Avocado

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Code: f96
Latin name: Persea americana
Family: Lauraceae
Common names: Avocado, Alligator pear, Midshipman’s butter, Vegetable butter, Butter pear
Varieties:
Guatemalan: Persea nubigena var. guatamalensis L. Wms.
Mexican: P. americana var. drymifolia Blake
West Indian: P. americana Mill. var. americana (P. gratissima Gaertn.)

Allergen Exposure

Geographical distribution
The Avocado originated in Central and South America and spread to nearly all parts of the tropical and subtropical world with suitable environmental conditions. Among leading producers are the larger islands of the Caribbean, California, New Zealand, the Philippines, Australia, South Africa and several Mediterranean countries. It belongs to the Lauraceae family, together with Cinnamon and Laurel. There are many varieties of Avocado. Two of the most common are Hass avocado (dark-coloured, wrinkled skin) and Strong avocado (green, smooth skin).

The Avocado tree may be 18 m tall or more. It is almost evergreen, with dark-green, glossy leaves. The fruit is pear-shaped, oval, or nearly round, and up to 33 cm long and 15 cm wide. The skin varies from yellow-green to almost black according to which variety the fruit belongs to. Generally, the flesh is pale to rich yellow, buttery, and bland or nutlike in flavour.

Environment
Avocados can be diced into salads, added to soups, stews, chili or omelettes, stuffed or garnished (with other vegetables, seafood, or mayonnaise or other dressings), or mashed to make guacamole (a blend of the pureed flesh with Lemon or Lime juice, Onion juice or powder, minced Garlic, Chili powder or Tabasco sauce, and salt and pepper) or sandwich spreads or dressings. In some cultures Avocados are treated more as a fruits and used in desserts. But they are less versatile than many fruits and vegetables, as they cannot be frozen or cooked, and their rapid discoloration when exposed to air necessitates that they be added to dishes at the last minute or kept fresh with Lemon juice or other preservatives. The oil is sometimes extracted for food uses and the pulp saved for stock feed.

The fruit are a good source of vitamins and minerals, having twice the potassium content of Bananas. Avocados are high in monosaturates. The oil content is second only to that of Olives among fruits, and sometimes greater. Clinical studies in humans have shown that Avocado oil can reduce blood cholesterol.

The oil is used as hair-dressing and as an ingredient in facial creams, hand lotions and fine soap. It is said to filter out the tanning rays of the sun, and is similar to lanolin in its penetrating and skin-softening action.

The seed and the roots contain an antibiotic that prevents bacterial spoilage of food and is the subject of 2 United States patents.
The skin and leaf juice are antibiotic. Among other uses, they are a treatment for worms, dysentery, pyorrhoea, wounds, diarrhoea, sore throat, toothache, skin eruptions and haemorrhage. Other functions include the stimulation and regulation of menstruation and the induction of abortion.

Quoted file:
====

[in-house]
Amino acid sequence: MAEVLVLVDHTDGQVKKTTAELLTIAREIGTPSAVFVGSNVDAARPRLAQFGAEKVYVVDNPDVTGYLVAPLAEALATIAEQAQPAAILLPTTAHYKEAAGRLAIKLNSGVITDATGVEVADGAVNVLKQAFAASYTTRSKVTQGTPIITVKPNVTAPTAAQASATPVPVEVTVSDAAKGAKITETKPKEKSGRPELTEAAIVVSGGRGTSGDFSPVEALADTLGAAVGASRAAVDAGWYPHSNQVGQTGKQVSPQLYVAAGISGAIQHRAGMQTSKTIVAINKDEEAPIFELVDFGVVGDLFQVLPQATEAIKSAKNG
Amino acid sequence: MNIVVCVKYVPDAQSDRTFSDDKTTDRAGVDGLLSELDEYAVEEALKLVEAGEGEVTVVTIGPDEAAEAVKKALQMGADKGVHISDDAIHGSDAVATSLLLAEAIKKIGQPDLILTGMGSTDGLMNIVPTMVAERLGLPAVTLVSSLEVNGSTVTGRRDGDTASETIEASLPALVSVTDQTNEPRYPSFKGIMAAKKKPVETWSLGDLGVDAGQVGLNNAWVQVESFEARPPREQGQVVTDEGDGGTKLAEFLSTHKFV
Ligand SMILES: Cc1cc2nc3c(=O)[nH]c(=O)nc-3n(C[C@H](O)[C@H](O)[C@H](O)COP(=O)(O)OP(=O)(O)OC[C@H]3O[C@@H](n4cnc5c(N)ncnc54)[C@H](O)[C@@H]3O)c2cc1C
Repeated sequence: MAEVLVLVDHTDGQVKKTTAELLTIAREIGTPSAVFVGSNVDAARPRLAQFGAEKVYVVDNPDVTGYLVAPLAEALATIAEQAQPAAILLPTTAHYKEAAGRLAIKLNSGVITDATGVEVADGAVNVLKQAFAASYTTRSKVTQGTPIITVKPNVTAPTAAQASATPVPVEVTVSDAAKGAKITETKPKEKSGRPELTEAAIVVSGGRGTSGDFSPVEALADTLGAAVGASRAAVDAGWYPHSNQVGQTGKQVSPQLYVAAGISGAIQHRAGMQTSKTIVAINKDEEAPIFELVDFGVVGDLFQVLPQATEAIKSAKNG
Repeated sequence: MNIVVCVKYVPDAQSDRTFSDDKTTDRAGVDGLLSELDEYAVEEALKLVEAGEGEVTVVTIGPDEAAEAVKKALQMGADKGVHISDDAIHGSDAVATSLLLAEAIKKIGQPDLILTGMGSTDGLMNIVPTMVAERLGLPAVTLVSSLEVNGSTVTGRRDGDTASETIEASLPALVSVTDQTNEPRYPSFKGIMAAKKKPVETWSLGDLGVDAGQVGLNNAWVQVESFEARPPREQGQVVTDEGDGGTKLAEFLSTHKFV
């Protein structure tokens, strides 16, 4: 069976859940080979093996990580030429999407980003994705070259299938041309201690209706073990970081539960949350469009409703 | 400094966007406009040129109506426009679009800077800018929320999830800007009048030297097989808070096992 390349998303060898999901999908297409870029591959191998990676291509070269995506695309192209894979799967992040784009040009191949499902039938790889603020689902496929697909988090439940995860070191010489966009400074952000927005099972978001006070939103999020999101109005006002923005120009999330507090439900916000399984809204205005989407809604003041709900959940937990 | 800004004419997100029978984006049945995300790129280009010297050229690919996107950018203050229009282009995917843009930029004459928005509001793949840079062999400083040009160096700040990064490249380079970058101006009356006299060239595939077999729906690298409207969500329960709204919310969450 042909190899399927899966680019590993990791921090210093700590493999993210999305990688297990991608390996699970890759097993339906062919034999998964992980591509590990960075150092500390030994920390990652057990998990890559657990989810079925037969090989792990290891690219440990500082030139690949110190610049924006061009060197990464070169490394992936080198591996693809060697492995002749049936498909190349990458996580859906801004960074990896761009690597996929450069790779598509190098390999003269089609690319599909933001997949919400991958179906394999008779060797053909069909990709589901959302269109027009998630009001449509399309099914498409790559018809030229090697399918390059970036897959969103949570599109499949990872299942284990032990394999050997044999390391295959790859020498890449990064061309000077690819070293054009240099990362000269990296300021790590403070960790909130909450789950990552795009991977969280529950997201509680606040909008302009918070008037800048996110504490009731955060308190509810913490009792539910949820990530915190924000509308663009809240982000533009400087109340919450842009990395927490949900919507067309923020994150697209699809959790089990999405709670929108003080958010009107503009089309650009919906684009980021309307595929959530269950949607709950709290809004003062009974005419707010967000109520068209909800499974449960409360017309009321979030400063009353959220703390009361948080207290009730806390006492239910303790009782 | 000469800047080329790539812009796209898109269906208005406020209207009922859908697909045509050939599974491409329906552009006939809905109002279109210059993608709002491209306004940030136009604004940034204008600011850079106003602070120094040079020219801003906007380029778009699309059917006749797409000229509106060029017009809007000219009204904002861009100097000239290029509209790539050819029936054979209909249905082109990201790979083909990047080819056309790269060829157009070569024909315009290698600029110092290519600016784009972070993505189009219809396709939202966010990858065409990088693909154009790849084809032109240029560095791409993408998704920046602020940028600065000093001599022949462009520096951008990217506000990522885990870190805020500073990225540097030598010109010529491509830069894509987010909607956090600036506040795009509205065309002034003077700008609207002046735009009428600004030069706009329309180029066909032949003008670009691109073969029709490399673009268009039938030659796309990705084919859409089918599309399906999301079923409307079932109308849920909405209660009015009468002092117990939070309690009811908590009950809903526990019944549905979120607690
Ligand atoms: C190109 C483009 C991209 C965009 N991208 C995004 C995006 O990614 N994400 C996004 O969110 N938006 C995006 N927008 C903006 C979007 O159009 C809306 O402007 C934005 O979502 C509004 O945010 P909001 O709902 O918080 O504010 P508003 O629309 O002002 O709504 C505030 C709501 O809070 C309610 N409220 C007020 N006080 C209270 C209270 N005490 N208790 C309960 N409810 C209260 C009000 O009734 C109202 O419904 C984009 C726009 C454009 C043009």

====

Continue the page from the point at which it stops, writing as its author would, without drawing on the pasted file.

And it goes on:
After 6 weeks, Avocado/Soybean unsaponi-fiables reduced the need for NSAID in patients with lower limb osteoarthritis (1).

Unexpected exposure
Avocado oil may be added to cosmetics.

Allergens
Several antigenic constituents between 10 and 120 kDa have been revealed by immunoblotting studies (2-3). Sera of 11 patients were used to characterise allergens in Kiwi fruit, Latex, Avocado, and Banana and to identify cross-reactions among these allergen extracts. In Avocado extract, IgE-binding components of 27, 43, 52, 58, 65, 75, and 88 kDa were seen. Immunoblot inhibition demonstrated that almost all IgE-reactive bands in Latex, Avocado, and Banana extracts and 2 components of 43 and 67 kDa in Kiwi fruit shared common IgE epitopes (4).

The following allergens have been characterised:

  • Pers a 1, a class 1 chitinase, also known as a hevein-like protein (5-12).
     
  • Pers a 4, a profilin (13).
     
  • Pers a hevein (11).

Pers a 1, the major Avocado allergen, is a class I chitinase. It is a 32 kDa heat-labile protein. In a study, Pers a 1 induced positive skin reactivity responses in 7 of 8 patients with Latex-fruit allergy (5,7-8); and in a another study, it was recognised by 15 out of 20 Avocado- and/or Latex-allergic patients (9).

Pers a 1, a class I chitinase, is the panallergen involved in Latex-fruit syndrome. This substance was shown to be extensively degraded when subjected to simulated gastric fluid digestion, but the resulting peptides, particularly those corresponding to the hevein-like domain, were clearly reactive both in vitro and in vivo (10).

Potential cross-reactivity
An extensive cross-reactivity among the different individual species of the genus could be expected but has not been documented yet (14).
Natural rubber latex IgE-mediated hyper-sensitivity is probably among the greatest challenges in the treatment of allergies during recent years. Some Latex allergens cross-react with plant-derived food allergens, and this has been termed the “Latex-fruit syndrome” (15). Almost 50% of the Latex-sensitised children have food allergies, mostly to Banana, Kiwi and Avocado (16).